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Ed Vere is probably best known for his picture book Mr. Big.  This book haunts me. It is in every school library I visit, every library I visit, and seems to be on sale in every charity shop book shelf I raid. I wonder if it is one of those books where every home in the land has a copy.

That’s not to say it’s a bad thing. I like Ed Vere’s work very much and my children and I have shared and enjoyed Mr. Big many times. It is however, a relief to find something else by Ed available on the local library shelves for a change.


My son and I picked up Max The Brave because of the impossibly cute picture of a teeny weeny kitten with eyes like soup plates on the front. It is an undeniably heart pulling picture and even Oscar, who is getting to be quite gruff and manly, as all eight year olds are wont to do, was entranced.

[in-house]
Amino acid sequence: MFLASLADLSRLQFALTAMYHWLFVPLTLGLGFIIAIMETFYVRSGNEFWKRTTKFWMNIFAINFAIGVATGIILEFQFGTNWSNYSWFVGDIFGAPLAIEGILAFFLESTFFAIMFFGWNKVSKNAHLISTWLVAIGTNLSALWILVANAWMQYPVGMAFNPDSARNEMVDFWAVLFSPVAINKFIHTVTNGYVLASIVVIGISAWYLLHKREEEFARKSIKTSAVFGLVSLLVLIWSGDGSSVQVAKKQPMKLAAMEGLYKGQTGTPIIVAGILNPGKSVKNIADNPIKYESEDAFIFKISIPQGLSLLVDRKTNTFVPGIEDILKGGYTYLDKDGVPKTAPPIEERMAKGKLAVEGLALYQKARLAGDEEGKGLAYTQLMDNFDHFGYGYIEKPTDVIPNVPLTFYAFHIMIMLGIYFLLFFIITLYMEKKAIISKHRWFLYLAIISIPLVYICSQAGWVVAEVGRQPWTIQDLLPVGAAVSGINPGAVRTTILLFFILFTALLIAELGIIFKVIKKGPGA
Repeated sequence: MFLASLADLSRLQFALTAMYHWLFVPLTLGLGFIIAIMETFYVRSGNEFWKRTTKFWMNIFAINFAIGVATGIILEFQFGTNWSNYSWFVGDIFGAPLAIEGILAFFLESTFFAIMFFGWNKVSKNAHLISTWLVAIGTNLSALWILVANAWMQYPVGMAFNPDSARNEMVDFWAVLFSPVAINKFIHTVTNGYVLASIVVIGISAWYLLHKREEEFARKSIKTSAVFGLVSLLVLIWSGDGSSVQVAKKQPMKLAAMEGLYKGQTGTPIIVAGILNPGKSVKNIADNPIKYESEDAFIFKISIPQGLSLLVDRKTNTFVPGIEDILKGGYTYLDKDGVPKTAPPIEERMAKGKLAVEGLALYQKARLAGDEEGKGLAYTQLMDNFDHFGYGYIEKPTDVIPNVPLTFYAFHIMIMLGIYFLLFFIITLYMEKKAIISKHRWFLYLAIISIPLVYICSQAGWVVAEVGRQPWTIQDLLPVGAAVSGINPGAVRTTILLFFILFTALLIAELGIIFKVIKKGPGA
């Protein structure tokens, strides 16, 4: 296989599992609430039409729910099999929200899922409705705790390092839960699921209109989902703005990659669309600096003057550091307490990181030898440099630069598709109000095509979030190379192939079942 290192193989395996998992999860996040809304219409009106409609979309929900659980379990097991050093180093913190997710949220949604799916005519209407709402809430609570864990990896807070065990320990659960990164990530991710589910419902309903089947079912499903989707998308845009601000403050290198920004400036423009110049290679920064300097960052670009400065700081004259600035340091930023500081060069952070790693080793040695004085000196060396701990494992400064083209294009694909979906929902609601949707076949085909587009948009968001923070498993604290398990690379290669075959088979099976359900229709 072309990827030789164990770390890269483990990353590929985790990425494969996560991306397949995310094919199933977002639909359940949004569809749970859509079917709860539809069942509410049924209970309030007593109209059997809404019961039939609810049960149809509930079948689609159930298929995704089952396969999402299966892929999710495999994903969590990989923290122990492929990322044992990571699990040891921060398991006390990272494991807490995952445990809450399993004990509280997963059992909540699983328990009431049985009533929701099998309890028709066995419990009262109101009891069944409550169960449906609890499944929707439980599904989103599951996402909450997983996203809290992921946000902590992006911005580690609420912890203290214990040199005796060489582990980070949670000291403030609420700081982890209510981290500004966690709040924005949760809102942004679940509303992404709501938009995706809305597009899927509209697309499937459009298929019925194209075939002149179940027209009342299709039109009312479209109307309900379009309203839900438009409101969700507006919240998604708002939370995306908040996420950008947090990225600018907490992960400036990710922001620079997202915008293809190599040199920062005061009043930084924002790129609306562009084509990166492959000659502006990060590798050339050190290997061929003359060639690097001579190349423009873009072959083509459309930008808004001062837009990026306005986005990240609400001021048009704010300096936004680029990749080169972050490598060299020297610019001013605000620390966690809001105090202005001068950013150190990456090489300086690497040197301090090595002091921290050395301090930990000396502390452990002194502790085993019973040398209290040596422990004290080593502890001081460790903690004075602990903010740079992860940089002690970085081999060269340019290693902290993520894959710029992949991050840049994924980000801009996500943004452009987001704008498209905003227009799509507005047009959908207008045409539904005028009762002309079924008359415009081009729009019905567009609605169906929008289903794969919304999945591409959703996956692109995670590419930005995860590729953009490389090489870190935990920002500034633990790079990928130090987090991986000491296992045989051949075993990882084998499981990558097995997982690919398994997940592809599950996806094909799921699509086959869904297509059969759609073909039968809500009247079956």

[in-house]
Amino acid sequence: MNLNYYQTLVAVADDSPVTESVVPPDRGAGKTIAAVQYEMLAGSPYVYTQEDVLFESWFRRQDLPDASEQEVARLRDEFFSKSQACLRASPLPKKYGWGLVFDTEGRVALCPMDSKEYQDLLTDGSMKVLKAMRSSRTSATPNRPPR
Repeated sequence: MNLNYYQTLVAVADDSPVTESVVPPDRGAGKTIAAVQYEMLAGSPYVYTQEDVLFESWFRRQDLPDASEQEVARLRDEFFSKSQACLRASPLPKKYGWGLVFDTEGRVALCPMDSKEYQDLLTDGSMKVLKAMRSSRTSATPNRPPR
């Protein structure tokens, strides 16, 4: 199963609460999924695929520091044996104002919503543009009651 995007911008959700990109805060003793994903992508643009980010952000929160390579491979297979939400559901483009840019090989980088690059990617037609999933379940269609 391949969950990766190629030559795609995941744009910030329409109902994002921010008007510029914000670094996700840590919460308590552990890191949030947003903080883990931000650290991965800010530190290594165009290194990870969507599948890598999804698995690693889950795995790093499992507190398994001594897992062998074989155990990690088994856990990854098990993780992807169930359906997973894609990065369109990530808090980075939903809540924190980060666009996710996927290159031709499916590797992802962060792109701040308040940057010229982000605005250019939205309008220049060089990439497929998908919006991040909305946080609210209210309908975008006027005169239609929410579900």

Max the Brave is very brave. As you would expect. One thing he is enormously brave about is mice.  Max wants to hunt mice like there is no tomorrow. If you were French you would say it is his raison ‘d’être.

The only snag is that Max has absolutely no idea what a mouse looks like.  This is the beginning of a wonderful twist on that classic: ‘Are you my mummy/friend/penguin?’ trope that crops up time after time in the history of children’s picture books, and which, for the most part bore me rigid.

Not Max though.

There is an element of The Gruffalo in here, but without the rhyming, which really pleases me, as, and I whisper this because I know I am in a minority – I do not like The Gruffalo, and I particularly dislike rhyming stories for children.

What there is, is heaps of humour and a lovely twist, and some exceptionally clever illustrations which were an utter pleasure. Oscar has read this four times since we bought it home two days ago, and now wants his own copy.

Need I say more?

p.s. Yes. A bit. Suitable for all ages if you’ve got the capacity to enjoy picture books when everyone tells you you’re too old for them (yah boo sucks is what we say), and boys and girls will delight in it.